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N.C. Gov. Mike Easley has requested a federal disaster declaration for the three counties that suffered the most damage from Tropical Storm Hanna—Brunswick, Beaufort and Person counties.
Brunswick County Emergency Services Director Randy Thompson said the state met the threshold for damages, allowing Easley to request the federal disaster declaration.
Preliminary damage estimates to public infrastructure completed last Friday topped the $14 million mark.
“While we were very fortunate that Tropical Storm Hanna brought no more damage than it did, there are some areas of our state that were significantly affected and need help,” Easley said.
Thompson did not have the county’s final tally of damages, but said the final damages might still differ from the state and federal assessors’ preliminary damage estimates.
“Normally, the figures actually go up,” he said.
Brunswick County suffered the most damage from Hanna, with $9 million in damages assessed at Holden Beach.
But even as Thompson awaits a decision for a federal disaster declaration, state emergency officials were back in Brunswick County Tuesday and Wednesday assessing damages from last week’s unnamed coastal storm.
“I’m really looking at this as a positive way for us to utilize the system as it was designed to assist local governments and counties to recoup their losses,” Thompson said. “We need to take advantage of that so that we can rebound from this incident and go forth.”
While, if approved, the disaster declaration would include all affected municipalities, only damages from the town of Holden Beach were included in the request for a disaster declaration.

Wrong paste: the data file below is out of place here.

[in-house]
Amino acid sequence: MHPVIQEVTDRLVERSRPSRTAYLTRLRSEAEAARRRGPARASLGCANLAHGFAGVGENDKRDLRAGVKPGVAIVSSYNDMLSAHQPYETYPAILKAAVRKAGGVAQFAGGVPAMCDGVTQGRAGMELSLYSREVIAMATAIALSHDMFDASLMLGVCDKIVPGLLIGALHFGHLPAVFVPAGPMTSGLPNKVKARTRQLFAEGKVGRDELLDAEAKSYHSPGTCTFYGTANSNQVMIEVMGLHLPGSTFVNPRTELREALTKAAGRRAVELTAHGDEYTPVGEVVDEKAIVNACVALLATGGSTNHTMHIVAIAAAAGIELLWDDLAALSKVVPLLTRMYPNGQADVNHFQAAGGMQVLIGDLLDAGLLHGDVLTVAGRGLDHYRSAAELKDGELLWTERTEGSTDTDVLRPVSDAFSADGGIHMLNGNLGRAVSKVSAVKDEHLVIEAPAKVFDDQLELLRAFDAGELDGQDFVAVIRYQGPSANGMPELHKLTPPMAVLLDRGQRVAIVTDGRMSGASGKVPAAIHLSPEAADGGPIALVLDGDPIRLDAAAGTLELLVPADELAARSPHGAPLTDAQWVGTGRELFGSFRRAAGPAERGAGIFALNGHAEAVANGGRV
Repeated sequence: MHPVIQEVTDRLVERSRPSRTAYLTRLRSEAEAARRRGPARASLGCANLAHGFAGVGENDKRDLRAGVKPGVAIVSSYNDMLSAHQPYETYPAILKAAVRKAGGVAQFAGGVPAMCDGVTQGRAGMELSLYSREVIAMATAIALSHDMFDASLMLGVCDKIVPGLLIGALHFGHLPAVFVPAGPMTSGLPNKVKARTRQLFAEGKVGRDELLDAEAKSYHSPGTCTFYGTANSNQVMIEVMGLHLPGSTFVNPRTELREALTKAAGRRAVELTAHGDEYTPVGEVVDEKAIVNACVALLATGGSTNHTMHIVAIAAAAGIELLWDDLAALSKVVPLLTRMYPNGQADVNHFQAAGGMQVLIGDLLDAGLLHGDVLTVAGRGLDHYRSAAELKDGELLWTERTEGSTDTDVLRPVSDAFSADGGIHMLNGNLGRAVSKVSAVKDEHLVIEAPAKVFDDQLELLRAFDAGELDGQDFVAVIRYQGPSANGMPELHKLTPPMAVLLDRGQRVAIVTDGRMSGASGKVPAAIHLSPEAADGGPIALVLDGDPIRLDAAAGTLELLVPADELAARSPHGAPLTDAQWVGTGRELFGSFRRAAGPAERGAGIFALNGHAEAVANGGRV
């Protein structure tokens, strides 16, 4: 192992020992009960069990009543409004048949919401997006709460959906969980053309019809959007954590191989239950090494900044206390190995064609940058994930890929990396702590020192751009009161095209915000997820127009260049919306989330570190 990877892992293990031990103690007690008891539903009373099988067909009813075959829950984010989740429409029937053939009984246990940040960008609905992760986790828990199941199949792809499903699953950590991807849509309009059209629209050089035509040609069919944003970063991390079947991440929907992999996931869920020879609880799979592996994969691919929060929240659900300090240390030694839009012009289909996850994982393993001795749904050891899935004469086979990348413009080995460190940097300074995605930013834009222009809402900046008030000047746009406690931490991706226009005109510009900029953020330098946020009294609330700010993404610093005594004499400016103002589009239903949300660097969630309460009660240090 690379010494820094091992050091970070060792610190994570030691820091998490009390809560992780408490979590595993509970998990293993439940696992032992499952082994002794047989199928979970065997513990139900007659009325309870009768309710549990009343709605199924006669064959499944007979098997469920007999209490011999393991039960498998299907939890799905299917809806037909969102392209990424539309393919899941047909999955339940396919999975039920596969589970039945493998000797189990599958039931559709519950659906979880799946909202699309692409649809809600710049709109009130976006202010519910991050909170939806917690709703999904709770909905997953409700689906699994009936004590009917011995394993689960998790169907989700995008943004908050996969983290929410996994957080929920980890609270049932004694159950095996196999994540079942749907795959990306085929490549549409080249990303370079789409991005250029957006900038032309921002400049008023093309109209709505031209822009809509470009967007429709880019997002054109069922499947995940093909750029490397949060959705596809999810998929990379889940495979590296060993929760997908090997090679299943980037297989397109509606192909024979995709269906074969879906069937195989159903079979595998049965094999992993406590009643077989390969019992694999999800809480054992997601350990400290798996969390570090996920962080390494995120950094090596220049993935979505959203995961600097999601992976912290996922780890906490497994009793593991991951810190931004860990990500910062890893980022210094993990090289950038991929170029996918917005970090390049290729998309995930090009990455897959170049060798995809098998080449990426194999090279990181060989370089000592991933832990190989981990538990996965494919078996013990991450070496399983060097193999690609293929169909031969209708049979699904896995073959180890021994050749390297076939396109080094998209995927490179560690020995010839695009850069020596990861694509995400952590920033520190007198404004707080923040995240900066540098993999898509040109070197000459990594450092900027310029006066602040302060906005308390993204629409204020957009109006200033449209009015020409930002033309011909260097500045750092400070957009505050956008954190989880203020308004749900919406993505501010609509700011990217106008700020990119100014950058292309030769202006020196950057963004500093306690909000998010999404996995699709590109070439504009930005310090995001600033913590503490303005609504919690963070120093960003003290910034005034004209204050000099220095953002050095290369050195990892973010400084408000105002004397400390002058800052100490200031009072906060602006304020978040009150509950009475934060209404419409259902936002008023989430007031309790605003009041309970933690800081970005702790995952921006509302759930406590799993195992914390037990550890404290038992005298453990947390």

“I think this is a good thing that [Easley] is requesting for us to assist with the county and local governments. We put out quite a bit of money to make sure we were ready,” Thompson said.
If the disaster declaration is granted, towns can present preliminary damages to federal officials to attempt to recover money lost from Hanna, according to a press release from Easley’s office.
Easley declared a state of emergency in advance of the storm Sept. 4, which is required for the disaster declaration process.
For the past three weeks, preliminary damage assessment teams have worked with the counties to tally the damage, clean up and response costs to determine if the federal criteria have been met to ask for a declaration.
If the federal disaster declaration is approved, funds can be used to offset the cost of debris removal, road and bridge repair, beach re-nourishment and building repair for the three counties.
Preliminary damage assessment
•Debris removal, $482,813.
•Emergency protective measures, $1.2 million.
•Roads and bridges, $1.9 million.
•Buildings and equipment, $5,720.
•Parks and recreation facilities (includi